World's Richest Race, Hometown Horse Spur Buzz At Gulfstream Park
The bugler’s iconic First Call rings out five days a week at at Gulfstream Park in Hallandale Beach.
The daily thoroughbred races are free to the public. But if you want to make a bet, you’ve gotta speak the language.
“Win, place, show, exacta, trifecta, superfecta, super high 5, daily double, pick 3, and early pick 5 wagering -- open now at the window,” the announcer declared over the loudspeaker.
“I like the 6 and the 8 in the first race,” said David Gilpatrick, from outside Boston.
Gilpatrick rents a condo in South Florida for three months every winter. And he plays these ponies on the regular.
“I’m here because of the weather,” said Gilpatrick. “But I play the horses all the time. I’ve been coming to the Gulfstream for 50 years.”
Lots of the seasoned regulars in the crowd Wednesday say they come every day. Retired Jews, cigar-champing railbirds, Cubans and Venezuelans, families with kids -- all holding crumpled, rolled up tipsheets and programs with details of the day’s track action.
But they’re not necessarily the target audience for the big draw this Saturday: The Pegasus World Cup Invitational.
With a $16 million purse, it’s the world’s richest thoroughbred horse race. It’s run at a mile and a furlong (a furlong is an eighth of a mile). Saturday will be the second running of the annual event at Gulfstream Park. Last year's winner, Arrogate, went on to become the top money-winning horse in history.
This race is not free — tickets start at $75. Gulfstream Park owner, The Stronach Group, is working to modernize the sport and introduce it to a new set of fans, according to company president Belinda Stronach.
“Of course, horse racing and wagering are at the core, but we really view this as entertainment,” said Stronach. “So we're competing for the same customers that want to go to a football game or a basketball game. We’re doing all kinds of events in and around horse racing that combine lifestyle, entertainment, music. Excellence in horse racing calls for a great party.”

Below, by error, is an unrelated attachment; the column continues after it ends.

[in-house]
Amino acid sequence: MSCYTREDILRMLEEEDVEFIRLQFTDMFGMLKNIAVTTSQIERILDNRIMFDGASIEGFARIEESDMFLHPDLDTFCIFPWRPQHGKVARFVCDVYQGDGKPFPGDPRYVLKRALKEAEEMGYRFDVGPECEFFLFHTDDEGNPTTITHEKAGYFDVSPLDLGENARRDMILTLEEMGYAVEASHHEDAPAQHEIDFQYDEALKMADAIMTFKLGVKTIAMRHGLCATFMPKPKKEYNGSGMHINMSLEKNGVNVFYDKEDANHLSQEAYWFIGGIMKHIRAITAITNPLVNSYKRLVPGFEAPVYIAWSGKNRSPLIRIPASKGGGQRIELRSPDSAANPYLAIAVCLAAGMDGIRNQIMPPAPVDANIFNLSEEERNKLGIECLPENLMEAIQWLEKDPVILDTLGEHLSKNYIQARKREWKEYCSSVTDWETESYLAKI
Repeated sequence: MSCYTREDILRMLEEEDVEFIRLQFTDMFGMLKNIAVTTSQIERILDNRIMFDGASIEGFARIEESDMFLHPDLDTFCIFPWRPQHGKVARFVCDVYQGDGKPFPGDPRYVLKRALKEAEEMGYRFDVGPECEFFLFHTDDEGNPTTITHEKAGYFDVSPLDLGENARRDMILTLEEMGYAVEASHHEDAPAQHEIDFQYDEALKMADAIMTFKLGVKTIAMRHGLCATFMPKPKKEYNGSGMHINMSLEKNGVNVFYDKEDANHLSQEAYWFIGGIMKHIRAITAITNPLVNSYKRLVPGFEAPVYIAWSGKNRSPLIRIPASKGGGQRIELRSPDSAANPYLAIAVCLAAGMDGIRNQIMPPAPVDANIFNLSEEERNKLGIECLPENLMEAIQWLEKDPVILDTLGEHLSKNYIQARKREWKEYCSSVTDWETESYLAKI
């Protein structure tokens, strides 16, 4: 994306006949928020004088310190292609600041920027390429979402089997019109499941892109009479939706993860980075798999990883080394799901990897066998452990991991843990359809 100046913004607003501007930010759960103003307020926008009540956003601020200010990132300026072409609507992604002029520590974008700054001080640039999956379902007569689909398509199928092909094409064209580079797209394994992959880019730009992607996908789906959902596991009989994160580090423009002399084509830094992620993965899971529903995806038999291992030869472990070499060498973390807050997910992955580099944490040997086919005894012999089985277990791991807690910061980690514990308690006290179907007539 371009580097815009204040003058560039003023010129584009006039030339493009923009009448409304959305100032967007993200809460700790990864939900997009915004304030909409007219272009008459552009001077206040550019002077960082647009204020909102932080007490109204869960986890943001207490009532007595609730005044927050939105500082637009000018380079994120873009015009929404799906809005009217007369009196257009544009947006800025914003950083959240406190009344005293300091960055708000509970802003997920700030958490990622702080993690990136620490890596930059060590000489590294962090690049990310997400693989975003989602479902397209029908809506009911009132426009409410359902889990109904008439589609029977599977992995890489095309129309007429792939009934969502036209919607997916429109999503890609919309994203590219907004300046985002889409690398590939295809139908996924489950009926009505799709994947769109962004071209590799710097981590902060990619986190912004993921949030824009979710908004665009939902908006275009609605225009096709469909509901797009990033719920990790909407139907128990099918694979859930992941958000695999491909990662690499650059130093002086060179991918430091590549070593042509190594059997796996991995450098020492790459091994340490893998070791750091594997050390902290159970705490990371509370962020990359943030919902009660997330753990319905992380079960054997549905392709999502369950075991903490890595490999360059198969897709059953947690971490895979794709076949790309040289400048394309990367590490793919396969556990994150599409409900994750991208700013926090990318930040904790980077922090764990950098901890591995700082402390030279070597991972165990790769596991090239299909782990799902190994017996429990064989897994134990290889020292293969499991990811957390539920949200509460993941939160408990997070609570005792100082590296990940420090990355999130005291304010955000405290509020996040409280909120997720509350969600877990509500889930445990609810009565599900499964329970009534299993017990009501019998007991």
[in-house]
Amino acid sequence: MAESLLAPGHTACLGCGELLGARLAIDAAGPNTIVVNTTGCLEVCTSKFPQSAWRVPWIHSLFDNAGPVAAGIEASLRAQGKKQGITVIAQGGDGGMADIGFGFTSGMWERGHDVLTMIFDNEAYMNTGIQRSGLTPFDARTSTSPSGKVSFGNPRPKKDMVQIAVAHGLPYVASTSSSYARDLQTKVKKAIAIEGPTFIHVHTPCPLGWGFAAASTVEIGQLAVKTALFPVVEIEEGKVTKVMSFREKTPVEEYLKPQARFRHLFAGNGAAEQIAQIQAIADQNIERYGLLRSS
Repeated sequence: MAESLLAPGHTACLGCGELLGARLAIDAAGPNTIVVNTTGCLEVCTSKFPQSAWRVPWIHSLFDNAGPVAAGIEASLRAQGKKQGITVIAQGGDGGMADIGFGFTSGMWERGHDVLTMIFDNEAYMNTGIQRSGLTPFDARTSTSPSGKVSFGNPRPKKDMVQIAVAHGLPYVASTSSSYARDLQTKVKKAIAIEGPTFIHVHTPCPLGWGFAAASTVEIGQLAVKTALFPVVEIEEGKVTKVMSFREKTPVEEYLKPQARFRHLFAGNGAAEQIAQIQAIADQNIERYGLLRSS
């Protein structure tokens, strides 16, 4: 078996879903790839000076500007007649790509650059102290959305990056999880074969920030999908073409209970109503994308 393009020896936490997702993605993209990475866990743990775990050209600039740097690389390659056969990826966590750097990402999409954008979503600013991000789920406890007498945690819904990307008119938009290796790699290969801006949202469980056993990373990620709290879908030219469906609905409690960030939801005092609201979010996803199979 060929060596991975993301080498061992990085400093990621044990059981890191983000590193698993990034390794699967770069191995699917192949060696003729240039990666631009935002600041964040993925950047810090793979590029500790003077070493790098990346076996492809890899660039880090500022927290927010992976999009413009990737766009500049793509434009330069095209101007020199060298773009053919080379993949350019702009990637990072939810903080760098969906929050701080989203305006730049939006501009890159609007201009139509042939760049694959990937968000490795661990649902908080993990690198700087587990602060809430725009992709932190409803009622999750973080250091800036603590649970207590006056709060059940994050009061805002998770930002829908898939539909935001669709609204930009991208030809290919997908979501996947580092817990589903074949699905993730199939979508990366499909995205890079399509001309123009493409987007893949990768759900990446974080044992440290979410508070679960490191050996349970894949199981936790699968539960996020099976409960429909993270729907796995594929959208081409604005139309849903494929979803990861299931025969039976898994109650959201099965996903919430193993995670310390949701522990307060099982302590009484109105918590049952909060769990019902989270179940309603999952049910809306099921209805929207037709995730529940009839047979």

Case in point: this year’s race features performances by rappers Ludacris and Post Malone in an event partnership with Miami Beach nightclub LIV.
But there’s another draw that will have South Florida race fans champing at the bit Saturday — the hometown horse, Gunnevera.
The chestnut colt was born on a farm in Kentucky and orphaned at an early age. But he caught the eye of famed Venezuelan trainer Antonio Sano. Sano and a group of investors bought Gunnevera and brought him to live and train at Gulf Stream West in Miami Gardens.
Sano was on hand for the post position draw Wednesday at Gulfstream Park. Gunnevera drew the No. 6 position out of 12 — right in the middle, seen by many as a prime spot.
2018 Pegasus World Cup top five contenders (odds as posted Tuesday at Wynn Las Vegas): Gun Runner 3-5, Collected 9-2, West Coast 5-1, Sharp Azteca 8-1, Gunnevera 12-1.
“It’s a good position for me,” said Sano. “My horse likes to run from behind. He’s ready.”
But David Gilpatrick, the Boston snowbird, is not so long on Gunnevera.
“No, I don’t like the horse at all,” said Gilpatrick. “That’s the way I feel.”
Fair enough. Gilpatrick doesn’t share unbridled enthusiasm for the hometown thoroughbred. But if he stays in South Florida, he might not feel that way...furlong.